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UK Pensions Regulator Goes “Back to the Future”

In an episode that has potential for many sequels, the Pensions Regulator has turned its hand to time travel with a report on the conclusion of Phase 1 of its TPR Future project.

TPR Future involves an assessment by the Pensions Regulator (TPR) of the way in which it complies with its statutory duties and how it intends to combat the challenges of encouraging continuing compliance in future. The project is set against the backdrop of recent increased use by TPR of its statutory powers to take enforcement action against trustees and employers (as well as professional advisers in some cases) who fail to comply with their legal duties.

Whilst the report suggests, at least at face value, that TPR Future is primarily concerned with a behavioural shift, it is important that stakeholders – especially trustees – do not interpret this simply as a form of internal TPR business planning. The devil is in the detail: the report contains some important messages for those involved in administering pension plans. In particular, it alerts trustees that TPR will engage with trustees to assess how they are meeting TPR’s standards and use its enforcement powers more widely when it finds failures.

Like Doc Brown examining the inner workings of his DeLorean time machine, those involved with administering pension plans should be inspired by the report to scrutinise their existing governance processes. Failure to do so in this new regulatory environment could result in a less than smooth passage through the space-time continuum!

The report is divided into two key sections. The first addresses TPR’s existing statutory objectives – with a strong focus on member protection – and public perception of TPR’s approach to meeting those statutory objectives. The reported feedback is largely positive, e.g. “Our stakeholders feel we take a pragmatic and principled approach and our increasingly proactive communications and sharper focus on emerging issues was welcomed”; although it does contain some suggestions for improvement, such as “being clearer and being more prescriptive about what we actually want [stakeholders] to do to meet their legal duties”.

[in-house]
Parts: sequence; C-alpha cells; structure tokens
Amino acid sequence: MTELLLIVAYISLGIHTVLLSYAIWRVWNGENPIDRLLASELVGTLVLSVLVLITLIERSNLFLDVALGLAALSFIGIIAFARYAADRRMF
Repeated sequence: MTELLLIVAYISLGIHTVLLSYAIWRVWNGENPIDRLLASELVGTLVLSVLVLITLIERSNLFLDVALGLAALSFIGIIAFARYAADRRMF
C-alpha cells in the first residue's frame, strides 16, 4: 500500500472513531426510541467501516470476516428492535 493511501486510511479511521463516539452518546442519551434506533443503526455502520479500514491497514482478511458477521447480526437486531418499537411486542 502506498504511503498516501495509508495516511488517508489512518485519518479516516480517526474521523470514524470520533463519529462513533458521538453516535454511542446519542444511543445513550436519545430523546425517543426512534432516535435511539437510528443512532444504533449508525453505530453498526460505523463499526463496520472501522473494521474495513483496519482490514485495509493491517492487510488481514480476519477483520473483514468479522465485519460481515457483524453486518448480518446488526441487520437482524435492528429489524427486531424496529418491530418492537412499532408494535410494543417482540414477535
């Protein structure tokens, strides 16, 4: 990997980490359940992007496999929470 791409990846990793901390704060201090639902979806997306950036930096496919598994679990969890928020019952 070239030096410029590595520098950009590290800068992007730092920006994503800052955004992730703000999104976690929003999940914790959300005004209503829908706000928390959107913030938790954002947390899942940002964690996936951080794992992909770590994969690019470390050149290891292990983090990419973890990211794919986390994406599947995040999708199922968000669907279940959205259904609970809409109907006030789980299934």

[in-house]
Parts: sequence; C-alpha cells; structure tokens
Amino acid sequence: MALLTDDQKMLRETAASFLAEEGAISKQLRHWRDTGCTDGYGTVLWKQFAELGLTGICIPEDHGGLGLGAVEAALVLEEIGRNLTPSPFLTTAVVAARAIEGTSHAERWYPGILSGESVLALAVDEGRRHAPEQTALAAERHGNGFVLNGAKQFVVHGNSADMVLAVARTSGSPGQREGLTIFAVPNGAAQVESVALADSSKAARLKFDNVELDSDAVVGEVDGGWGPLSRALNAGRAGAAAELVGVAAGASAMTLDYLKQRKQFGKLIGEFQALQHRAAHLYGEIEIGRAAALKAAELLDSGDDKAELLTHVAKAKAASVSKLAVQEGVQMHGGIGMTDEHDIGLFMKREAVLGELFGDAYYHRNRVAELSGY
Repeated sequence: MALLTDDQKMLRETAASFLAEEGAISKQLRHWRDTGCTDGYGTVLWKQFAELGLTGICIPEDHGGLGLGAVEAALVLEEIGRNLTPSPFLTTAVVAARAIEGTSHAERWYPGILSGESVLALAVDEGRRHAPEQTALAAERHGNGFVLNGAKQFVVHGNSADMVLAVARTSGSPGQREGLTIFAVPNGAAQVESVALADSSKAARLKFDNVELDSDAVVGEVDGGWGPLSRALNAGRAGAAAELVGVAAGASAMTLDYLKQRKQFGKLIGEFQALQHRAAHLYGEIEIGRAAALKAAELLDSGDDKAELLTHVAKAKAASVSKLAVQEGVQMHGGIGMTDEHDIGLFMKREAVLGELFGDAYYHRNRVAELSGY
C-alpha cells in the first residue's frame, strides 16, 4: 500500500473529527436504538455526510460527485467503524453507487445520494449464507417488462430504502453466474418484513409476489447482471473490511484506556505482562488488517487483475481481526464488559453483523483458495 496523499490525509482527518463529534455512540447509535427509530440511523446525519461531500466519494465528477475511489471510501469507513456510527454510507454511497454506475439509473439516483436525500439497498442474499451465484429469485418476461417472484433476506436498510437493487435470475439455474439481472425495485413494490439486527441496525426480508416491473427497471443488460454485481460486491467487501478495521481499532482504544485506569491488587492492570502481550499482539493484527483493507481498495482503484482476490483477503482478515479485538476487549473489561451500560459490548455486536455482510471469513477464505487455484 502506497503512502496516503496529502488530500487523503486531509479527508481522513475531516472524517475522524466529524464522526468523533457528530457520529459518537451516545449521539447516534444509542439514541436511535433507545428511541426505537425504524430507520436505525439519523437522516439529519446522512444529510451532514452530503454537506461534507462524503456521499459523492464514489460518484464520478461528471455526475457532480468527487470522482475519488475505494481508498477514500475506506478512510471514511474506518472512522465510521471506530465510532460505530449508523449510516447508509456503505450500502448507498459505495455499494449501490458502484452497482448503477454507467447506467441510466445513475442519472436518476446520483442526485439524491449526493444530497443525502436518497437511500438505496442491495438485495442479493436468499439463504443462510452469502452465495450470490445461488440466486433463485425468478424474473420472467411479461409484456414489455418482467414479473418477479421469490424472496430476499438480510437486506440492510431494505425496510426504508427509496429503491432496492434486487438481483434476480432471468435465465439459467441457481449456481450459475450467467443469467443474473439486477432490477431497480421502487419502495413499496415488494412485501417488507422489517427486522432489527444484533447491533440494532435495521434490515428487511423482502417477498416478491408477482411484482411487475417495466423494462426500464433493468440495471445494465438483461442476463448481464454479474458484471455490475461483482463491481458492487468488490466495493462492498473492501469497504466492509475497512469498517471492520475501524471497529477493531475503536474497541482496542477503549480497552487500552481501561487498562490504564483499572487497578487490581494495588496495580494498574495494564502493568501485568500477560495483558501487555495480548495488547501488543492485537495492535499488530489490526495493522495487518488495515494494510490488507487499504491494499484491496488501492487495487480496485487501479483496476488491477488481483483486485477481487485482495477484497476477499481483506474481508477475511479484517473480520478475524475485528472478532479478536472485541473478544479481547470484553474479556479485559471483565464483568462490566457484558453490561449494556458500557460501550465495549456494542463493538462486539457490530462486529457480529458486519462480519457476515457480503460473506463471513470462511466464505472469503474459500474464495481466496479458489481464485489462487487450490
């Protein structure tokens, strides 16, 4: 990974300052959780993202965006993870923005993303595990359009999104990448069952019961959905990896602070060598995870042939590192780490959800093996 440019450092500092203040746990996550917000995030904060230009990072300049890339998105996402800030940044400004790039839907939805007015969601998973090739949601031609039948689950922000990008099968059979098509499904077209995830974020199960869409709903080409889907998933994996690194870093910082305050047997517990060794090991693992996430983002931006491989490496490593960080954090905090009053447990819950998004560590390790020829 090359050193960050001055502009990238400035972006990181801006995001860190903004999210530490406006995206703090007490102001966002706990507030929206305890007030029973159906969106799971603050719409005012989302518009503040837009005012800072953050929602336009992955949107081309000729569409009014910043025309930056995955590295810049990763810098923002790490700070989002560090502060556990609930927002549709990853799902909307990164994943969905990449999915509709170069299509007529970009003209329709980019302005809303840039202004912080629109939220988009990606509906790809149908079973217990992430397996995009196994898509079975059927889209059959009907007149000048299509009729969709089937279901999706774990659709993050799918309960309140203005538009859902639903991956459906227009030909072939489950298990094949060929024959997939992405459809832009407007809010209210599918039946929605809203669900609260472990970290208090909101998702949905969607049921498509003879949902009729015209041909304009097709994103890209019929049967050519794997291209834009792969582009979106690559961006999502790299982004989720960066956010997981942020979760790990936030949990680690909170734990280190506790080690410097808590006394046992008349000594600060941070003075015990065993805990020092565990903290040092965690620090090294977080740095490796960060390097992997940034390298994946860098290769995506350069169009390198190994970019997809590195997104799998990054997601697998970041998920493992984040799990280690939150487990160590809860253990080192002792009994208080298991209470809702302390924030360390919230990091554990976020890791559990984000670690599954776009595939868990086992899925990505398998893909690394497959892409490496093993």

The second section of the report deals with five “opportunities for change” identified by TPR, which it proposes to implement in due course. As an indication of how quickly those opportunities for change are likely to be brought into force, a further report on the success of their implementation is expected in spring 2018. In other words, trustees can expect a noticeable change in approach by TPR in the near future. The five opportunities for change are:

  1. Clarifying identity and improving engagement: TPR will clarify how responsibilities are split between TPR and other organisations it works with, such as the Financial Conduct Authority and the Pension Protection Fund. It will also review the relationships it has with trustees and trustee advisers.
  2. Setting clear expectations: TPR will provide clarity on the standards and behaviours expected of trustees (including examples of good and bad practice), provide appropriate guidance for master trusts, take action against anyone not meeting those standards and publicise actions it has taken.
  3. Improving regulatory oversight: This will involve monitoring and reporting on TPR’s regulatory requirements, collecting information and intelligence from a wider range of sources, collecting appropriate data and using better supporting technology, being more visible in certain areas (such as engagement with small pension plans), meeting with trustees so they can explain how they are meeting TPR’s expectations, and undertaking more thematic work to assess emerging risks.
  4. Using a wider range of regulatory interventions: TPR will continue to test wider and swifter use of its powers, push boundaries so that it uses its powers “to maximum effect” and lobby the government if it finds that any powers are no longer fit for purpose.
  5. Being more efficient and effective: In order to improve its regulatory performance TPR proposes to create a more adaptable approach to meeting challenges, nurturing a culture of trust to enable staff to use skills and knowledge and be open to challenge, streamline governance and clarify accountabilities and decision-making authorities, and review and refine processes to ensure there is an “optimal blend of resources working on each process”.

What’s next?

Trustees should look out for future TPR publications in relation to governance (in particular further communications relating to 21st century trusteeship, which is mentioned in the report) to ensure that they keep up-to-date with TPR’s expectations.

© Copyright 2017 Squire Patton Boggs (US) LLP

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About this Author

Emily Whitelock, Labor Attorney, Pensions, Squire Patton Boggs Law Firm
Associate

Emily is an associate in the Pensions team based in our London office and advises companies and trustees on a wide range of matters connected with pension schemes.

Emily has also undertaken a range of client placements, including a secondment to a statutory pension fund and other secondments in the areas of Labour & Employment and Dispute Resolution.

+44 207 655 1352